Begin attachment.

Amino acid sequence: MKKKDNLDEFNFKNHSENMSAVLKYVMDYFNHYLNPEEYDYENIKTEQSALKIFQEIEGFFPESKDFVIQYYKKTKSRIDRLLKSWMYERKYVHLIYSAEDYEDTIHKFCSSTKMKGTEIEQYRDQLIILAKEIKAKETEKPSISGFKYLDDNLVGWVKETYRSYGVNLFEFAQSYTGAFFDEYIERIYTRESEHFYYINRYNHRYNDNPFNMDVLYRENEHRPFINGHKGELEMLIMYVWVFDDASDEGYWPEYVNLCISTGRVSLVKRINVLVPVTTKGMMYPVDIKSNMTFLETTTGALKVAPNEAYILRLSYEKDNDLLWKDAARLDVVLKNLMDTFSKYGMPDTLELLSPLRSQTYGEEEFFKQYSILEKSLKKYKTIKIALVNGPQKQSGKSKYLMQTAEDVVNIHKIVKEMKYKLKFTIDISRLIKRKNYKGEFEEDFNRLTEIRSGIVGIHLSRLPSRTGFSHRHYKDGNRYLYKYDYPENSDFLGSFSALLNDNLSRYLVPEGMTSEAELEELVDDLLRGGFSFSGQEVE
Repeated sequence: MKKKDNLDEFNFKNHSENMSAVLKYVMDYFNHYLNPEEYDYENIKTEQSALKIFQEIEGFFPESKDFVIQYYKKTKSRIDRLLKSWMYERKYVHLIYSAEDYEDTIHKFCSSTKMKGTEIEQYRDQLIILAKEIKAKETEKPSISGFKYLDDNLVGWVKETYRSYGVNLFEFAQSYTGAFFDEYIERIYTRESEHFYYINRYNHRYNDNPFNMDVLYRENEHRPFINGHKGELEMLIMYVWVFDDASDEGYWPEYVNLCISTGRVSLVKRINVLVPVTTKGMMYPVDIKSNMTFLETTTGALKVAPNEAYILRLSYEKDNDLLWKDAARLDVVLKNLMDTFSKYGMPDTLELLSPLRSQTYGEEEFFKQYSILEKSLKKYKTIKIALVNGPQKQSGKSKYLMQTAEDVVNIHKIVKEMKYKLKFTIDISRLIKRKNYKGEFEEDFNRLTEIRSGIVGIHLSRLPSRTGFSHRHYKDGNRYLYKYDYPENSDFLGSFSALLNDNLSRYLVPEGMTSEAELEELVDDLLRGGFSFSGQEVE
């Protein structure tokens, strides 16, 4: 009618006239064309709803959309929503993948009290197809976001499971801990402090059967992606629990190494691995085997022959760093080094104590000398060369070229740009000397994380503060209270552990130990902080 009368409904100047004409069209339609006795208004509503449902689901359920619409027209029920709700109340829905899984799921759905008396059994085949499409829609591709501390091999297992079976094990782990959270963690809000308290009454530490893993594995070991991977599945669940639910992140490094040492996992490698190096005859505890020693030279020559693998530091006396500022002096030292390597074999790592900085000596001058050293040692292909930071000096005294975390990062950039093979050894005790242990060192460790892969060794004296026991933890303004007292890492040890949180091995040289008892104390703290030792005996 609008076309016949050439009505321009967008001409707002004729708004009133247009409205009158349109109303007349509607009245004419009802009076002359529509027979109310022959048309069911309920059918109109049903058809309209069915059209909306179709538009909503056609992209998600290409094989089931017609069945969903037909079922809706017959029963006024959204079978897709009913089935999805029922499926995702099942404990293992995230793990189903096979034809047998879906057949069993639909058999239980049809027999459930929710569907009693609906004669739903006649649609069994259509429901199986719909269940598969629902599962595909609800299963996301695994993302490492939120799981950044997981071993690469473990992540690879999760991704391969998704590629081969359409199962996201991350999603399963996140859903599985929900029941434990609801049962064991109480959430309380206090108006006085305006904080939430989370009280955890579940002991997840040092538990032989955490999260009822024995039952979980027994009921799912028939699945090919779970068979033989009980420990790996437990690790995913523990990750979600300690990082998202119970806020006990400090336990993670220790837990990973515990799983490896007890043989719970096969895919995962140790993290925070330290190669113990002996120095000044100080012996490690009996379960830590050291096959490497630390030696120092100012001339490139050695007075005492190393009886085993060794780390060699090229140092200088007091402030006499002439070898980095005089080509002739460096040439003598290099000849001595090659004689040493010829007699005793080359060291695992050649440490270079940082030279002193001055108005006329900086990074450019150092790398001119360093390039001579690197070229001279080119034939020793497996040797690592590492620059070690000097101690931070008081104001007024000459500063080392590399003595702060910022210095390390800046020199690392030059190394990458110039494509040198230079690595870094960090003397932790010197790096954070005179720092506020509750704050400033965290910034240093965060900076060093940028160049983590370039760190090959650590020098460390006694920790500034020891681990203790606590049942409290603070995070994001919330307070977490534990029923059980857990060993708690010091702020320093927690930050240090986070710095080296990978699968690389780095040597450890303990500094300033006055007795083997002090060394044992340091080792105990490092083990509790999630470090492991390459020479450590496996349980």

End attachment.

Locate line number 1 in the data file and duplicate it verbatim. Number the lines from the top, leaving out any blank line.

Amino acid sequence: MKKKDNLDEFNFKNHSENMSAVLKYVMDYFNHYLNPEEYDYENIKTEQSALKIFQEIEGFFPESKDFVIQYYKKTKSRIDRLLKSWMYERKYVHLIYSAEDYEDTIHKFCSSTKMKGTEIEQYRDQLIILAKEIKAKETEKPSISGFKYLDDNLVGWVKETYRSYGVNLFEFAQSYTGAFFDEYIERIYTRESEHFYYINRYNHRYNDNPFNMDVLYRENEHRPFINGHKGELEMLIMYVWVFDDASDEGYWPEYVNLCISTGRVSLVKRINVLVPVTTKGMMYPVDIKSNMTFLETTTGALKVAPNEAYILRLSYEKDNDLLWKDAARLDVVLKNLMDTFSKYGMPDTLELLSPLRSQTYGEEEFFKQYSILEKSLKKYKTIKIALVNGPQKQSGKSKYLMQTAEDVVNIHKIVKEMKYKLKFTIDISRLIKRKNYKGEFEEDFNRLTEIRSGIVGIHLSRLPSRTGFSHRHYKDGNRYLYKYDYPENSDFLGSFSALLNDNLSRYLVPEGMTSEAELEELVDDLLRGGFSFSGQEVE